The scenario: our single-engined training aircraft airplane is set up in a stable descent on approach to land. The configuration is appropriate, perhaps with partial or full flaps extended. Airspeed is somewhere between 60 and 80 knots. What happens to the flight path of the airplane if the pilot pulls back on the yoke and raises the nose? Stop and think about the answer for a minute, then read on.
Those aircraft owners who are involved (as much as is permitted) in the maintenance of their own aircraft might be interested in a case that came before the Transport Appeal Tribunal of Canada (TATC) in June 2018.
Every aircraft owner has bits of equipment on their aircraft that stop working on occasions. And few aircraft owners have the resources, time, or availability always to be able to fix whatever isn’t working before the next time they want to fly. How then can an aircraft owner tell if their aircraft is legal to fly when they know some piece of equipment isn’t working?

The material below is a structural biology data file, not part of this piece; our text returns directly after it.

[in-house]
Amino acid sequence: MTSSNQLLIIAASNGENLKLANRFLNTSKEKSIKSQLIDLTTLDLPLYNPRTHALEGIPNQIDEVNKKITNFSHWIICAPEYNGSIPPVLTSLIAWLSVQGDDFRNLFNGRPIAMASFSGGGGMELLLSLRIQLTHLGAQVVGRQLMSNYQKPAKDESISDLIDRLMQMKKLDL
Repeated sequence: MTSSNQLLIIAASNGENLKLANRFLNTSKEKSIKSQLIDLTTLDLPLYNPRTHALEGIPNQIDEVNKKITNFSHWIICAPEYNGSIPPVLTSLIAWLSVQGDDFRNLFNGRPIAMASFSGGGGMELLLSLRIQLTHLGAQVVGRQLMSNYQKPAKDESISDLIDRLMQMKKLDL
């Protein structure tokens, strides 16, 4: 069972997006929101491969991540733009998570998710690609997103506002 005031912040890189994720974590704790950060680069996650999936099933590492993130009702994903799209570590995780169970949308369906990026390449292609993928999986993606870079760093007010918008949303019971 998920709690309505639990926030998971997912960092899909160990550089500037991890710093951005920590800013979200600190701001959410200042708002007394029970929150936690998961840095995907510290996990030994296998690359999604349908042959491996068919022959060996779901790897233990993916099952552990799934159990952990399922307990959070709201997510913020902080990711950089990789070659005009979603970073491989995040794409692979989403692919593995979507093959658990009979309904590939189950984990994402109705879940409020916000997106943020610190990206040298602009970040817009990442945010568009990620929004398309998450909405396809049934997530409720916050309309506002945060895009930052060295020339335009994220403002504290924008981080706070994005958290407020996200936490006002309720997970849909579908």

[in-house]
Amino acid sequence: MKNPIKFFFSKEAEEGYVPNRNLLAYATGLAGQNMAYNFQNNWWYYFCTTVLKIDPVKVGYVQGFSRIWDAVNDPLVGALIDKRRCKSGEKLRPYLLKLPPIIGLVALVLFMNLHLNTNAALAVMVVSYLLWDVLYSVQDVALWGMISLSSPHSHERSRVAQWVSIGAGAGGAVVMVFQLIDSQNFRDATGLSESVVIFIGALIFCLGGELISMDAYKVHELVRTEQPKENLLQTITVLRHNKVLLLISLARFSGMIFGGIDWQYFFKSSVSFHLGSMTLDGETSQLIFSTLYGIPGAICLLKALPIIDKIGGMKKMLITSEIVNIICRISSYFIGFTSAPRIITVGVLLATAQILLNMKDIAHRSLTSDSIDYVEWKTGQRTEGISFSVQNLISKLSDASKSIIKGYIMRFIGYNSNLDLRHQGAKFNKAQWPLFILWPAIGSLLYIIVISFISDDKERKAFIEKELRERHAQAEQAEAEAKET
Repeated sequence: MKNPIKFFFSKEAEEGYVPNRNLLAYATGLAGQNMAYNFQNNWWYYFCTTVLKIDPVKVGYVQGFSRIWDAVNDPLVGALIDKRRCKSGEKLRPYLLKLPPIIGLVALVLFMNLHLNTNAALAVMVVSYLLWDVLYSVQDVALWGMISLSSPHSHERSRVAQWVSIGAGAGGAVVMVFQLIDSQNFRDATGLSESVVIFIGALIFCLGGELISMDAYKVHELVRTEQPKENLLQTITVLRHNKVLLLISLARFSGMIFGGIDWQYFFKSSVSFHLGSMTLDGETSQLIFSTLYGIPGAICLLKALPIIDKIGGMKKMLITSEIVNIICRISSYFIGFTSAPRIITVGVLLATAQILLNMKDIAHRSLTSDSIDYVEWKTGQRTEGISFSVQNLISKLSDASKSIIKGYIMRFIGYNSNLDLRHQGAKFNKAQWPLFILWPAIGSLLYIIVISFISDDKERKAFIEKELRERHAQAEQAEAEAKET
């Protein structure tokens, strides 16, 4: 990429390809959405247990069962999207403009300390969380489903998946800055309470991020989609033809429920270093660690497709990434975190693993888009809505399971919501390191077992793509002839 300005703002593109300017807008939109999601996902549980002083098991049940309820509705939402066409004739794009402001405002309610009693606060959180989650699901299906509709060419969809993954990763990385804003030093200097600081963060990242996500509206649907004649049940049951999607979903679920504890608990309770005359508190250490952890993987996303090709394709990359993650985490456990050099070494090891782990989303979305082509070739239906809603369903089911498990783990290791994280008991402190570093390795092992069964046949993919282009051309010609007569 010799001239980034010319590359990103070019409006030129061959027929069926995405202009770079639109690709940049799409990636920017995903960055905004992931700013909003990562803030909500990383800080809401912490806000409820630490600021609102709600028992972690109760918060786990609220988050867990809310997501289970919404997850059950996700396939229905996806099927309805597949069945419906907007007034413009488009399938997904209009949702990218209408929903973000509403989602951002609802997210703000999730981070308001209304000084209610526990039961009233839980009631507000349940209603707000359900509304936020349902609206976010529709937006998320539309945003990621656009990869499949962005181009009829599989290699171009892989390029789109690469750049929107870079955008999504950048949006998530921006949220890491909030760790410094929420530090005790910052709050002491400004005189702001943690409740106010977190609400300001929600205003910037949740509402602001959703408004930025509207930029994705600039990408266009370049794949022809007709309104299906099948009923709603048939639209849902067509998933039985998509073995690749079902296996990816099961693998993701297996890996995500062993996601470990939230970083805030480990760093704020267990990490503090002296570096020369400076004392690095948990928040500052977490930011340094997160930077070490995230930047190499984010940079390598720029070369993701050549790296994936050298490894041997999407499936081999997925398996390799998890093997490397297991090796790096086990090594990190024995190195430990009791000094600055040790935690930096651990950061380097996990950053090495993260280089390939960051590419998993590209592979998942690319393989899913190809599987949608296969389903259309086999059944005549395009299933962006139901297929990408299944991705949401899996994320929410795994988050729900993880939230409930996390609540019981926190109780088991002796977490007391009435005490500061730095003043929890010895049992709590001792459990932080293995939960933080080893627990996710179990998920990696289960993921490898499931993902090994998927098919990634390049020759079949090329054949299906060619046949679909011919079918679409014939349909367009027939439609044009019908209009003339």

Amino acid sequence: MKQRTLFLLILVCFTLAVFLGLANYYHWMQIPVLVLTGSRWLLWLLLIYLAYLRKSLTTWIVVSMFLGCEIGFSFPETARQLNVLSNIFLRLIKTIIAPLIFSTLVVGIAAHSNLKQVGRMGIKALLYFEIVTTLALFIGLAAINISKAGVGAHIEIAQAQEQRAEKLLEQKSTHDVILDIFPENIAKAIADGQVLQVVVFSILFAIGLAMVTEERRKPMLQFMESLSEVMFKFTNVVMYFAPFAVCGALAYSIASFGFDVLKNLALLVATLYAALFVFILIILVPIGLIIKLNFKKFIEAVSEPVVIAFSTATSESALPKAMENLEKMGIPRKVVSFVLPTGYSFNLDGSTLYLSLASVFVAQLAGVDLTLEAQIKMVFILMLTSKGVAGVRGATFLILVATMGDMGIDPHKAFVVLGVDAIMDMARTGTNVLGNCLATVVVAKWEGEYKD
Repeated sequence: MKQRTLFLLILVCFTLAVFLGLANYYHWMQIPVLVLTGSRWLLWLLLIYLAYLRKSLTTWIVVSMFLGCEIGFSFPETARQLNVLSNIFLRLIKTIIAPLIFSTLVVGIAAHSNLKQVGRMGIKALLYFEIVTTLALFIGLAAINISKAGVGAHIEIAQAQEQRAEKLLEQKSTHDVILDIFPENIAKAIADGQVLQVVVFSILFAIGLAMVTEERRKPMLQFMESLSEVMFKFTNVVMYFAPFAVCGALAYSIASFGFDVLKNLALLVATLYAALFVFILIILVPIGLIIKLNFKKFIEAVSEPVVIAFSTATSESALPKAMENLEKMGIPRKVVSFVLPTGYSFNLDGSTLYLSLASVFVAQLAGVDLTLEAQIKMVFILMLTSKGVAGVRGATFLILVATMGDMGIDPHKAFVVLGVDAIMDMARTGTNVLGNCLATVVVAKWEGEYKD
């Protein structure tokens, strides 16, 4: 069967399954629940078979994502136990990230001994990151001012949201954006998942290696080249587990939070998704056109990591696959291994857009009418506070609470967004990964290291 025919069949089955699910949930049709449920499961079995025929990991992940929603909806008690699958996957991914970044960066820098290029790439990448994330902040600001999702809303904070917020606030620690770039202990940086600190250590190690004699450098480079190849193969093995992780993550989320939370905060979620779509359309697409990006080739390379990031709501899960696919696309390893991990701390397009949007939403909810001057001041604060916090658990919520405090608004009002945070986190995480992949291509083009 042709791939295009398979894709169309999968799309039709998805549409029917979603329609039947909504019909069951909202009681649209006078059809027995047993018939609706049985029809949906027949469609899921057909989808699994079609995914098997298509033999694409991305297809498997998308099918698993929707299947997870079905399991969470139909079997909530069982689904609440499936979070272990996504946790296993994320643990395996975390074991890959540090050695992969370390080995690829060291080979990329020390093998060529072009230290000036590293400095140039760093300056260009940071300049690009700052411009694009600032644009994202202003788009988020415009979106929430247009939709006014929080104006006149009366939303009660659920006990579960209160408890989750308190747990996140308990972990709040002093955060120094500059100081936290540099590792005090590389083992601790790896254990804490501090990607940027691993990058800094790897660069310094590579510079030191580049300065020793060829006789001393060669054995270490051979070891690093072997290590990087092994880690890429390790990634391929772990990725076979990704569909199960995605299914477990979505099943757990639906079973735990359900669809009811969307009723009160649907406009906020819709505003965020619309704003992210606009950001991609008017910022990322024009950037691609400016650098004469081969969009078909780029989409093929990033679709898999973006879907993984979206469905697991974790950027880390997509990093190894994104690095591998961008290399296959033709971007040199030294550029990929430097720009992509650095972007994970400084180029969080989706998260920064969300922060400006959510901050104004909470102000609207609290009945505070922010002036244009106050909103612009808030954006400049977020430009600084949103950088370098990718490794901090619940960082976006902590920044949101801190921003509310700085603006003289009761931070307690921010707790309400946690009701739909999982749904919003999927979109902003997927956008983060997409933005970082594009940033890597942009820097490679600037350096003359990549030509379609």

Scenario: You’re flying a series of touch-and-go’s for practice, and the Tower controller gets on the radio: “Unable touch-and-go due to wake turbulence, Dash 8 departed thirty seconds ago, what are your intentions?”
Your small airplane has landed in a grass strip, or field, or other confined area, one with which you’re not familiar. There’s a runway of sorts, but it’s muddy in places, or the grass hasn’t been cut for a while. Also it’s not level, like the tarmac runways you’re used to. There’s a bit of an up-slope here, and it definitely slopes down over there.
I was talking recently with a friend and fellow aircraft owner, and he was telling me his preparations for flying out of the Island (CYTZ) and what he’d do if his radios gave up in flight and he was unable to contact the control tower to get permission to re-enter the control zone or a clearance to land.
A friend asked me to estimate the force exerted by the tailplane on the fuselage of a Cessna 182, this week. In the course of answering I located and/or worked out some information that might interest you.